What remains mostly untaxed are their fringe benefits, such as the private jet “business” trips, company paid vacations and meals, legal and investment advice, and Super Bowl tickets.

Fairness requires me to note that Mitt in particular was very charitable to his church and others; all the contributions are deductible. Now, if Mitt’s tax advisors are clever, they might suggest that he give stock, which has appreciated in value, to the charities rather than giving money, and then he can deduct the full value of the stock (rather than the amount he paid for it). Most of us just give cash from our after-tax income. If Newt’s ex-wives are receiving alimony, then he can deduct those payments; probably they deserve every penny.

I agree with billionaire Warren Buffet’s position on taxes; he encourages Congress to consider taxing his 1% group more. Paying a few more dollars in taxes on $50 million in compensation probably won’t put a crimp in a millionaire’s lifestyle. However, if I can get Buffet’s pay, then I might change my mind after all. Congress created all these loopholes for somebody to use.
Finally, all these tax loopholes are so porous and convoluted that they even confuse the best tax advisors. Mitt’s tax return shows an error that cost him $44,000.

Plan for successful year

January 19, 2012 in Personal Finance

Just a few weeks into the new year, there’s still plenty of time for resolutions. Hopefully, you will be more successful than I have been throughout the years.

Estate planning: If you have a will, it likely needs updating after five years. Avoiding probate seems to concern many of us, so consider a trust, which avoids probate by transferring your assets upon death to your beneficiaries. You may want to add a “transfer on death” provision to your investments, such as mutual funds, stocks and bank accounts, and to your real estate. The named transferee automatically owns the property upon your death. This year may be a good time to visit an attorney, accountant and financial planner.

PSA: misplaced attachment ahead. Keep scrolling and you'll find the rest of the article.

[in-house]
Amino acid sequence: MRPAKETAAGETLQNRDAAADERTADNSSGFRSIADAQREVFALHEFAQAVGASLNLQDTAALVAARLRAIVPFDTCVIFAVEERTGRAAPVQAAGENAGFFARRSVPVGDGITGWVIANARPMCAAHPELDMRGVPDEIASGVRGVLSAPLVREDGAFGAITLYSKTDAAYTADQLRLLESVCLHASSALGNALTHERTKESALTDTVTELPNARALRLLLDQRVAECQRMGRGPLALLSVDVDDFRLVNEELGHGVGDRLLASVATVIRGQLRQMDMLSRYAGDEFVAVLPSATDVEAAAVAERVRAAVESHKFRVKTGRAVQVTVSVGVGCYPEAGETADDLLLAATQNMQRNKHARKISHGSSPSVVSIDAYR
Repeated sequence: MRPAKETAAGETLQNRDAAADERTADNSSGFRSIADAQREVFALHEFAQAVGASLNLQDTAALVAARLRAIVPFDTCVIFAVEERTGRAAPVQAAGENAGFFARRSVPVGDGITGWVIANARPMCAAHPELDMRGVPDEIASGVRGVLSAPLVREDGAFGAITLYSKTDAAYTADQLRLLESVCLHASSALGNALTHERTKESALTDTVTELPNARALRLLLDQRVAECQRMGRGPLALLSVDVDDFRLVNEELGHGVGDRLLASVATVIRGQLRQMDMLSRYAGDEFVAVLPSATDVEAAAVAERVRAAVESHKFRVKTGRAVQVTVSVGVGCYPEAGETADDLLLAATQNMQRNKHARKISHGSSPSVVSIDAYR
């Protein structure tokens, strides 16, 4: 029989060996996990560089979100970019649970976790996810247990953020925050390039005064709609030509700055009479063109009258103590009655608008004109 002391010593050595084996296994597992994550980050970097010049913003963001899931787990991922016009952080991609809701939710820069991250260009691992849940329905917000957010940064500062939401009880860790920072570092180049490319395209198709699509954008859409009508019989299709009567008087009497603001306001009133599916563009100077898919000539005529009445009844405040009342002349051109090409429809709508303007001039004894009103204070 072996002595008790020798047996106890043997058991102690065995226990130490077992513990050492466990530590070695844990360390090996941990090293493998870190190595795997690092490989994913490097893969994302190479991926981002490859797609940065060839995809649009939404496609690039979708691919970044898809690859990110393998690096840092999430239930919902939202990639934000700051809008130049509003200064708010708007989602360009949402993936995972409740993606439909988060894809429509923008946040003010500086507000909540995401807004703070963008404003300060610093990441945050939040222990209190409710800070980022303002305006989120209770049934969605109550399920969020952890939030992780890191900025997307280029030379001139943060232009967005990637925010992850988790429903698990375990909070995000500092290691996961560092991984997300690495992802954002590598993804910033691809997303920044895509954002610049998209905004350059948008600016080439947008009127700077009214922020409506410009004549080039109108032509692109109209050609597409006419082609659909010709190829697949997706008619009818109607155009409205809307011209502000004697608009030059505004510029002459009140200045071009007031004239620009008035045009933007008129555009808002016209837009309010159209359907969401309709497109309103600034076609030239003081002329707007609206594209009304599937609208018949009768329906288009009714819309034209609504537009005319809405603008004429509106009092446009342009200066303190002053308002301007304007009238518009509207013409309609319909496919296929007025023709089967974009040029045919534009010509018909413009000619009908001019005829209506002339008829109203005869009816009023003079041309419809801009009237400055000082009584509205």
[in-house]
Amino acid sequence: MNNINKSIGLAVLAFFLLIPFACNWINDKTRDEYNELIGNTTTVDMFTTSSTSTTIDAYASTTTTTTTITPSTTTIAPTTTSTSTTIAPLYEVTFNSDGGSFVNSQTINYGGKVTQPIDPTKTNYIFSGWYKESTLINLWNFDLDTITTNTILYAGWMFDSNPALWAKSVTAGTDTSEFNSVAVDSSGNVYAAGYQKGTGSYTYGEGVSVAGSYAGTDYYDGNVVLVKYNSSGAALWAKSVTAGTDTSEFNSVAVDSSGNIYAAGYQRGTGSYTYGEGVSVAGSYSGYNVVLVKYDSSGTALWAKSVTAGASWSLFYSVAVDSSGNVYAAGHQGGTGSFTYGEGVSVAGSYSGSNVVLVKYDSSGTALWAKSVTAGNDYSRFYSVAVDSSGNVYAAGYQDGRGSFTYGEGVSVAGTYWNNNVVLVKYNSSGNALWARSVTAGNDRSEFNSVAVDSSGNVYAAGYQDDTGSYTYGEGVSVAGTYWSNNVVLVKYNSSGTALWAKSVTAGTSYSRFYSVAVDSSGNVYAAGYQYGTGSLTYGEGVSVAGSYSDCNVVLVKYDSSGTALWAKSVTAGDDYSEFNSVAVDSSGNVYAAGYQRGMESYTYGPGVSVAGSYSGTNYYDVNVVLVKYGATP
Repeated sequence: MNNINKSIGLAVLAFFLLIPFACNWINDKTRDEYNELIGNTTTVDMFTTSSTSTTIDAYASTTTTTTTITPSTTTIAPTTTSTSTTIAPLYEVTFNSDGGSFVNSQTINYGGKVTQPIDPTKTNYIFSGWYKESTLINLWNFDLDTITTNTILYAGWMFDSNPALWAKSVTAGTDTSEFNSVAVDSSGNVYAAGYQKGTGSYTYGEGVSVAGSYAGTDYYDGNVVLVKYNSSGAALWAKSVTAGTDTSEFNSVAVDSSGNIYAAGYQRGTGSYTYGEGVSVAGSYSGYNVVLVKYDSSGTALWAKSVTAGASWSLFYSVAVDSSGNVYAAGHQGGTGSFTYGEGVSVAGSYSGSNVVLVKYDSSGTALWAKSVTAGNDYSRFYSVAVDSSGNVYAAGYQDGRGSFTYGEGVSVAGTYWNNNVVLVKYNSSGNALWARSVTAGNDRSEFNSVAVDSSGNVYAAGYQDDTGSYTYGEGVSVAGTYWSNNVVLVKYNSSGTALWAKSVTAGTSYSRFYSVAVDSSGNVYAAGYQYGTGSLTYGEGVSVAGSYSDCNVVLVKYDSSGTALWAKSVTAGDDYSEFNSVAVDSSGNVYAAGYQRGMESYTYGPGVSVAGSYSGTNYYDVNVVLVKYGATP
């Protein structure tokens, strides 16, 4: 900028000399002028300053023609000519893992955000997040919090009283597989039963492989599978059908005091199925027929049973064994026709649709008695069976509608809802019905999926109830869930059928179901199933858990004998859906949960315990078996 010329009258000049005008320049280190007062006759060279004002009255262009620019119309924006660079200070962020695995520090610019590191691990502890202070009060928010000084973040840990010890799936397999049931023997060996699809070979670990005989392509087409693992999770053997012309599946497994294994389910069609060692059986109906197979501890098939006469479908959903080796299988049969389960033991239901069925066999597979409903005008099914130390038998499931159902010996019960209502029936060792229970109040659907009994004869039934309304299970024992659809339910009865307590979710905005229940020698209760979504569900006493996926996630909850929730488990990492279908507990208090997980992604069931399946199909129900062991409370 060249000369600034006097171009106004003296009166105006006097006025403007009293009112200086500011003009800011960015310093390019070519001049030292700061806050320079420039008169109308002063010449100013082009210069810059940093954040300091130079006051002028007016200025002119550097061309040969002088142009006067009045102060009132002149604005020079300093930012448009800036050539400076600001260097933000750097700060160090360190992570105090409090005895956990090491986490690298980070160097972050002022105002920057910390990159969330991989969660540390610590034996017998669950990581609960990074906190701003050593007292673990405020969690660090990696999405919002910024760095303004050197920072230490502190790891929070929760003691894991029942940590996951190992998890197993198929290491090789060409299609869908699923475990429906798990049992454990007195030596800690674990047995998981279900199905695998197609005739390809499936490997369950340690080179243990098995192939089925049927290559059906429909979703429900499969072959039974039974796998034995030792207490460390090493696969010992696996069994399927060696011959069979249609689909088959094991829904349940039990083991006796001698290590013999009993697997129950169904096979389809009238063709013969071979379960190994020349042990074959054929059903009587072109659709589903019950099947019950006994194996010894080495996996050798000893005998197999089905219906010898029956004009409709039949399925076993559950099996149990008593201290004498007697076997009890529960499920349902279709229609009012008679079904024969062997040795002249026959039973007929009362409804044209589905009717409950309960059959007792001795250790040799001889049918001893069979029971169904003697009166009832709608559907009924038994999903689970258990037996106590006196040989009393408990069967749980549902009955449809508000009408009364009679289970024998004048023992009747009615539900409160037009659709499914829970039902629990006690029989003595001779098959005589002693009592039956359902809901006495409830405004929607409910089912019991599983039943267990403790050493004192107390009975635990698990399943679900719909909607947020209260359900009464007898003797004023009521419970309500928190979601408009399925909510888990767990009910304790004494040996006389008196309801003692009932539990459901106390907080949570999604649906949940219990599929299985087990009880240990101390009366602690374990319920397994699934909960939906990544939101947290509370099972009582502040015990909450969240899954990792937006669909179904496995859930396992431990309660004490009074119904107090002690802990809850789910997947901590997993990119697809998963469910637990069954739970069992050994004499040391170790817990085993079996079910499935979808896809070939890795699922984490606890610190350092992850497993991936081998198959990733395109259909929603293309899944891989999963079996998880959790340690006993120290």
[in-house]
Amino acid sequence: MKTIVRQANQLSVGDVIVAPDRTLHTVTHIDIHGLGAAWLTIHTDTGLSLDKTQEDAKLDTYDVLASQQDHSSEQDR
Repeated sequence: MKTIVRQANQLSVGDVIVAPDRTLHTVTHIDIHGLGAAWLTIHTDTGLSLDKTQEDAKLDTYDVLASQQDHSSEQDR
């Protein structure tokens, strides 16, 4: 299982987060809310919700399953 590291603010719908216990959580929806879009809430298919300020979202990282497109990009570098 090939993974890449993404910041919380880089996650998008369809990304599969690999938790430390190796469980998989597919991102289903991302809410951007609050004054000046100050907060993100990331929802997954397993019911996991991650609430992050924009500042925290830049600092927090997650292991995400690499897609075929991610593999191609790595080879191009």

Life insurance policies need to be reviewed to determine if you need more (or less) coverage. Also review your beneficiary designation. Most of us are underinsured. Don’t be like one husband who neglected to change his life insurance beneficiary to his new wife, leaving all of his proceeds to his ex-wife; she was really happy.

If you want to help the kids or grandkids, you may give up to $13,000 each year free of gift tax. The lifetime exemption, at least for 2011-12, is $5 million. A Coverdell Education Savings Account would also be a sound investment for their future and provide you with an Indiana tax benefit.

Taxes. Be like Warren Buffett, the billionaire, and pay fewer taxes than your neighbor. Keep good records. Most of us pay more than we should because of sloppy record keeping. Spend some time reading the IRS tax publications or using a tax adviser. And don’t forget Indiana taxes. For example, giving $400 to your college alma mater provides a $200 tax credit for a married couple.
Keep your tax returns for a minimum of three years because the IRS can audit you for that period. No statute of limitations exists if no return is filed or the return is fraudulent.

If you set up a non-deductible IRA (with after-tax income), any amount contributed can be withdrawn tax-free; a deceased owner’s heirs may mistakenly assume that the IRA investments were tax deducted and pay the tax on the entire amount withdrawn. Likewise, keep all investment information relating to purchases. For example, if you buy Pepsi stock at $68 a share and later sell the stock, the $68 is the basis to determine your gain or loss from the sale.

Expenses. Check your real estate tax statement to make sure you are receiving all the credits, such as the homestead credit, to which you are entitled. Review your homeowner’s insurance and auto insurance to determine if you can get more coverage for less money. Consider a health savings account with your employer to pay health care costs with pre-tax dollars. If you return to college, you may be eligible for the American Opportunity credit or the Hope Scholarship credit.